Some colleges even mandate ironically labeled “inclusive access” arrangements that bundle the fees for these access codes into tuition. These schools make buying the latest textbook version compulsory if students want to graduate. Students can’t opt out if they don’t want to buy the new version and can’t buy used versions at lower costs, as students could with printed books.
These “access codes” are nothing new. As early as 2013, one survey of college students by the Student Public Interest Research Groups revealed that 80 percent had to purchase such an access code to complete at least one of their classes.
Consequently, by any measure, textbook prices have soared since the 1960s at rates far exceeding rates of inflation. The Education Data Initiative reports that from 1977 to 2015, the cost of textbooks shot up 1,041 percent, outpacing the inflation rate during that period by 238 percent and equivalent to about triple America’s inflation rate.
Believe it or not, by 2019, textbooks had become so expensive that the chief executive officer of the publisher Cengage Group—the 14th largest book publisher in America, which along with McGraw Hill and Pearson, controls 80 percent of the college textbook market—actually characterized their prices as “unconscionable.” Cengage’s CEO Michael Hansen told Inside Higher Ed in May of that year that “the price increases on the sticker prices of textbooks were unconscionable.”
How Have High Textbook Prices Affected California Students?
Voting at record rates, the college student voting bloc that appears to have finally made decades of astronomical textbook prices into a political issue during the pandemic’s economic upheaval is California’s two million community college students. As we pointed out in our recent OnlineEducation report entitled “Overwhelming Online Course Demand Reshapes Community Colleges in California,” this group typically comes from low-income backgrounds; almost 50 percent of those students receive tuition fee waivers from the community colleges they attend because of their low-income status.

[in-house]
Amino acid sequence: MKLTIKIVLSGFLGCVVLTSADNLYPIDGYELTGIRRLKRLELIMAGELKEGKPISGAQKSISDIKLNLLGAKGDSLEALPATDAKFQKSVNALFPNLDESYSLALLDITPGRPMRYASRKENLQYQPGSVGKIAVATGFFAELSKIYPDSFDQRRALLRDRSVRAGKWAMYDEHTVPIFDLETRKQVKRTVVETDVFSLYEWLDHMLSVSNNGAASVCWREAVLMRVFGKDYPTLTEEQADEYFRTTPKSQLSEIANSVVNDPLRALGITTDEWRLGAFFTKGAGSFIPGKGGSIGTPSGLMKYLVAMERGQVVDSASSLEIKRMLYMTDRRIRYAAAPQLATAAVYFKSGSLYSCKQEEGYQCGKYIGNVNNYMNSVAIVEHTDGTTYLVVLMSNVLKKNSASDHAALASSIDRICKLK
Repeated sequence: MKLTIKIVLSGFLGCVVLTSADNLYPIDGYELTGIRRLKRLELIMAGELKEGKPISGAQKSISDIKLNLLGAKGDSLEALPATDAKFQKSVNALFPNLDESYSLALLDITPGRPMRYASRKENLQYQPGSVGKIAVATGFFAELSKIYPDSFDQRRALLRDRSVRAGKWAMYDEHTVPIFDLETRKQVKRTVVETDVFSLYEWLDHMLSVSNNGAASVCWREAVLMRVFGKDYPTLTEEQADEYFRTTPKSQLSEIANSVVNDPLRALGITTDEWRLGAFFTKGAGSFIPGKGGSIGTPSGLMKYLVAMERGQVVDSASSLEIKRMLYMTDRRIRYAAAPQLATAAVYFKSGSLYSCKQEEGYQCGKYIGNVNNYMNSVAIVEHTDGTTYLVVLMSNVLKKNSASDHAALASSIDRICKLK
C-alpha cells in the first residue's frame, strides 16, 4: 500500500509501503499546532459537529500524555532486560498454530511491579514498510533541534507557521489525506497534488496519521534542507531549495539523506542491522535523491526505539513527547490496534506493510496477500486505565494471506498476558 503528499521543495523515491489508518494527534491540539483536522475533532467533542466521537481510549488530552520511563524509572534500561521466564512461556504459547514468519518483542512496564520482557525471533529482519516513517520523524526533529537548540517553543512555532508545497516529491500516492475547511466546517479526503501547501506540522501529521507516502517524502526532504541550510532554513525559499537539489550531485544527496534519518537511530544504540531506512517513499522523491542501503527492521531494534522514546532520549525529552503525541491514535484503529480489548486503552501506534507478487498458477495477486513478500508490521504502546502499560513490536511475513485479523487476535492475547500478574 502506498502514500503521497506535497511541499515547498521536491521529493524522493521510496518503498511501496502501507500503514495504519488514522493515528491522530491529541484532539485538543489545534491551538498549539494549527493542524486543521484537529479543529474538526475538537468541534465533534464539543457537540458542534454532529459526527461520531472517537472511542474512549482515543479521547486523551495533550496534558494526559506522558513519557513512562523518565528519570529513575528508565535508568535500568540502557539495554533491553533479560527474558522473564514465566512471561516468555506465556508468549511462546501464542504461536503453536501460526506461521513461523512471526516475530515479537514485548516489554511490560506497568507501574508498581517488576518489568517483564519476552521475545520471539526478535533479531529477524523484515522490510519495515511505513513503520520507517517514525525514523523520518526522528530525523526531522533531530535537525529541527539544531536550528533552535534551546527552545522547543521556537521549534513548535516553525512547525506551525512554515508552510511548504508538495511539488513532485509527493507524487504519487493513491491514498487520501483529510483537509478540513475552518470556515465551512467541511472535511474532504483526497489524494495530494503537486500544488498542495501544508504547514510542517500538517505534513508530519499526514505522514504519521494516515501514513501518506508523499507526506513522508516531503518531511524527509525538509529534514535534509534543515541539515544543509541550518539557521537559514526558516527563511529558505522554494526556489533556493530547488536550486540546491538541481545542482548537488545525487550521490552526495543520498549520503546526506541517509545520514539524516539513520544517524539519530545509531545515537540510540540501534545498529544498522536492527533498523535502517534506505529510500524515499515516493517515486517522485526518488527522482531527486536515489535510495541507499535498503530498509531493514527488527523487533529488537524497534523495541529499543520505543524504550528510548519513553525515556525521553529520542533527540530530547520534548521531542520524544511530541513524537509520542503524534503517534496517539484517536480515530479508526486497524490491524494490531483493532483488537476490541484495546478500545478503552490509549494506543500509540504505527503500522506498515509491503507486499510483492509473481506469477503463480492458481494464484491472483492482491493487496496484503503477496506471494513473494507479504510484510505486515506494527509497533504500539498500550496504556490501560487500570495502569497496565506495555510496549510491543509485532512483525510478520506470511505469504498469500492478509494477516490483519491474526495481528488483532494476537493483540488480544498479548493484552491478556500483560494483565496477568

However, the pandemic has been financially devastating for this group. By November 2020, 20 percent of the state’s community college students were homeless. Yet the average full-time California college student spends $800 annually on textbooks. This means that many of the one million non-waiver students who pay the community college system’s $46-per-unit tuition fee are only spending about $150 less on their textbooks than on the cost of tuition each semester.
“We can’t control the cost of housing, we can’t control the cost of food, we can’t control the cost of healthcare. But the system and the players within the system can at least control the cost of instructional materials,” said Geoffrey Baum, executive director of the Michelson 20MM Foundation and a leading advocate in favor of replacing textbooks with open educational resources.
What Are Open Educational Resources (OERs)?
Open educational resources (OERs) are free commercial textbook alternatives available to anyone online.
For example, on Rice University’s OER download site OpenStax which saved students $1.78 billion over the past decade, the ebooks available as free downloads contain peer-reviewed content by expert authors that’s similar to that found within standard textbooks. Moreover, expert authors and editors organized the OER ebooks such that their sections follow the sequences of topics within the best-selling textbooks in each subject area. That makes these free textbooks easy for professors to substitute in place of the leading commercial texts currently in use at most colleges and universities.
Since 2013, a movement advocating using OERs has slowly but steadily gained momentum among higher education faculty and administrators. In 2018, this trend was bolstered by a large-scale study of 22,000 undergraduates across America by the Association of American Colleges and Universities. Led by the AACU’s Dr. C. Edward Watson and Dr. Nicholas Colvard of the University of Georgia, the study demonstrated a variety of superior outcomes for students who used OERs instead of commercial textbooks.